How to Remove Snow 3 Different Ways
How to Remove Snow 3 Different Ways
February 2019 – Sponsored by John Deere
Not everybody has a snowblower on hand when a big snow falls. But there are at least three different ways to get the job done using implements you might already have – a front blade, a rear blade, and a materials bucket.
Option 1 – Front Blade
A front blade is probably the top candidate for removing snow without using a tractor-mounted snowblower. Attaching it to the loader is about as easy a hook-up as you’ll ever do. Typically, just insert the loader carrier into the top hangers on the front blade, then lift and roll back the carrier and the front blade will fall into place. Then insert the locking pins and you’re ready to go.
The angle of your front blade is also adjustable, so you can push snow in any direction. You’ll also want to use skid shoes to keep the blade edge operating just above the surface you’re clearing, like a gravel driveway.
You can also add a set of vertical plow guides to the outside edges of the blade so you always have a view of where those outside edges are, no matter how deep the snow.
Using a front blade to remove snow is a pretty simple task. But like any other project with your tractor, it’s important to stay focused and pay attention to what you’re doing.
Option 2 – Don’t have a front blade? How about a rear blade?
A rear blade is another good solution for removing snow.
You can adjust the rear blade in two directions: tilting it up and down from one end to the other – or angled, with the left or right end in a more forward position than the other. In fact, you can pivot most rear blades 360 degrees if you need to. That allows you to push snow off the surface, as well as pulling it forward.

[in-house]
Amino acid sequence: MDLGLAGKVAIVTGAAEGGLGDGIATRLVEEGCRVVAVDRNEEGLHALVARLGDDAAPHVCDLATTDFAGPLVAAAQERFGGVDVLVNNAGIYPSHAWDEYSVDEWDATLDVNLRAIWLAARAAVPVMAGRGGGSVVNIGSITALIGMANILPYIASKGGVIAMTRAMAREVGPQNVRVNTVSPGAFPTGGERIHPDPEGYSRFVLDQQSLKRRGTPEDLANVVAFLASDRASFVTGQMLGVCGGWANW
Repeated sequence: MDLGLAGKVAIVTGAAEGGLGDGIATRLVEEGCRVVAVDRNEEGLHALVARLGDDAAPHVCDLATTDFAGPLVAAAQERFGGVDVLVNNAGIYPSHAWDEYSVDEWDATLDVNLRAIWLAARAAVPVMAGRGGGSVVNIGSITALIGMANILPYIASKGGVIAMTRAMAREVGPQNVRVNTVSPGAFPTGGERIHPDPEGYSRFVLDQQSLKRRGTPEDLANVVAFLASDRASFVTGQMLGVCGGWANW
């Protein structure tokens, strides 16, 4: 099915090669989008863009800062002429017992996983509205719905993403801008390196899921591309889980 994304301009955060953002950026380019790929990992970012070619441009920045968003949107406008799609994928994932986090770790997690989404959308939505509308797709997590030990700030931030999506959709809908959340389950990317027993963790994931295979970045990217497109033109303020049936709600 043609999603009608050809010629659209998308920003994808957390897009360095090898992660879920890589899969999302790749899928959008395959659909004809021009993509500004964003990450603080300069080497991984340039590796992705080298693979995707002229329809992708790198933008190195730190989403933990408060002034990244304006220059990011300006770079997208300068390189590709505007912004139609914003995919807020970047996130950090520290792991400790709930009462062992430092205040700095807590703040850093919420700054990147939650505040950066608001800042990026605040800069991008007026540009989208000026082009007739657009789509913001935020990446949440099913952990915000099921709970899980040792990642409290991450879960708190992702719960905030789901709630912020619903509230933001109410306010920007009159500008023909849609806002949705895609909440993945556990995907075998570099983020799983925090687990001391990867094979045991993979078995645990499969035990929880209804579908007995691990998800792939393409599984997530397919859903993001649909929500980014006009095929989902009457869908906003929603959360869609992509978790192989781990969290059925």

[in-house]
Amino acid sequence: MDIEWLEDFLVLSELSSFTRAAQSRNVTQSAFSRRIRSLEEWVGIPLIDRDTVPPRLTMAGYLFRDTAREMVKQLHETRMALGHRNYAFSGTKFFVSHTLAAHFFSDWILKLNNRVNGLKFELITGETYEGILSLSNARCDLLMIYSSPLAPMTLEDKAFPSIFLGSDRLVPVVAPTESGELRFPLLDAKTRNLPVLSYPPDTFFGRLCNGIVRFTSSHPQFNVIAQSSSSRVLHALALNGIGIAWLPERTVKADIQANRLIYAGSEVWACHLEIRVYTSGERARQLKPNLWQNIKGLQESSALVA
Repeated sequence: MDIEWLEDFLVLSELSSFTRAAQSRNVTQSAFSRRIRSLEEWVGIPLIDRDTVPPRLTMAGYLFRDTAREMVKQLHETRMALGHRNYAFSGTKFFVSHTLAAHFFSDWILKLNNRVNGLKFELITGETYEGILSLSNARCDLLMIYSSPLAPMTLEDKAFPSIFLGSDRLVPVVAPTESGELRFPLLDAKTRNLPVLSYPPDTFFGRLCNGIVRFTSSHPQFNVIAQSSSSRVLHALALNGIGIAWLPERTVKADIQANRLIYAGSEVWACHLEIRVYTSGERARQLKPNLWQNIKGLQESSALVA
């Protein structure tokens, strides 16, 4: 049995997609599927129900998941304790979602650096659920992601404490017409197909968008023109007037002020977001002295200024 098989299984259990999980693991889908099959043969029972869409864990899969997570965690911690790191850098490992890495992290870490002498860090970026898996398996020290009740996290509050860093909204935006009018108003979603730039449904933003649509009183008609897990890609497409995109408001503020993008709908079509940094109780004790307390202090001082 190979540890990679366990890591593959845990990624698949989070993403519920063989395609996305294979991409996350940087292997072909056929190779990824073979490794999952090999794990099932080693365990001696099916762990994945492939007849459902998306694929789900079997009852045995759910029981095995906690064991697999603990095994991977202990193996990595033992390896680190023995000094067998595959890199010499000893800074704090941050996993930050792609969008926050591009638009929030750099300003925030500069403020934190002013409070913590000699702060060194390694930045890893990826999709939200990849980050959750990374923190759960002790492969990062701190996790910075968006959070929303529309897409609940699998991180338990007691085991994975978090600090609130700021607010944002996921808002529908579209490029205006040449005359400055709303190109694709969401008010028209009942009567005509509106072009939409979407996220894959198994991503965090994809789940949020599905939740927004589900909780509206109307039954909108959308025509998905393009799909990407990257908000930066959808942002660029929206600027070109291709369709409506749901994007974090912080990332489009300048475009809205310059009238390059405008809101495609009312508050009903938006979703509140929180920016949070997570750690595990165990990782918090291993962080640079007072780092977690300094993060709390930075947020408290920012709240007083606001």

You can also offset some rear blades to the left or right so it sits slightly outside the tractor’s path. That’s a handy feature if you want to remove snow from a soft shoulder, for example, while keeping your tractor on a firm road surface.
Option 3 – Use your loader bucket
Speaking of a pile of snow, your loader bucket is just the tool for scooping up snow you’ve pushed and pulled out to the edges of an area, and piling it further out of the way.
Add these three implements to your machine shed and you’ve got a snow pushing, pulling and piling package that just won’t quit.
Bonus – fighting ice the easy way
Now, if ice is your issue, a broadcast spreader attached to the 3-point hitch on your tractor is the perfect tool for spreading sand, salt or a chemical ice-melt product. A spreader with a polyethylene hopper and stainless steel spreading components will be resistant to sand, salt, and chemical corrosion. An internal agitator will keep material inside the hopper from clumping. And a PVC cover can keep moisture out and your ice-melt in while in operation or transport.
A broadcast spreader is a real 3-season tool: fighting ice in the winter, spreading fertilizer in the spring, and spreading seed in the fall.
You can see all this equipment at work doing this very project right here. If you’d like to see more tips and videos about getting all kinds of jobs done around your place, and the equipment you need to do them, visit TipsNotebook.com.
And remember, always read the Operator’s Manual before operating any piece of equipment and follow all operating and safety instructions.
Garden Crop Rotation Simplified
One of the biggest obstacles for gardeners is crop rotation. This sounds like a simple task, but when you take into account which plants are companion plants, what type of soil each needs, and try to work those into crop rotation, well it gets a little confusing. Crop rotation is necessary whether you plant in […]
Beekeeping for Beginners: Common-Sense Guide to Bee Safety
It’s common bee safety knowledge that bees are defensive by nature, so don’t set off their warning bells is one beekeeping for beginners tip.
From One Novice Farmer to Another: Questions to Answer Before Beginning Farming
Bush hogging a field with the dog guarding Photo by Bradley Rankin Have you been thinking lately about taking the plunge and buying or leasing a small farm? If the answer is yes, then I would like to share with you my experiences since 2018 for finding, purchasing, and developing our 48-acre Kentucky farm. Learn […]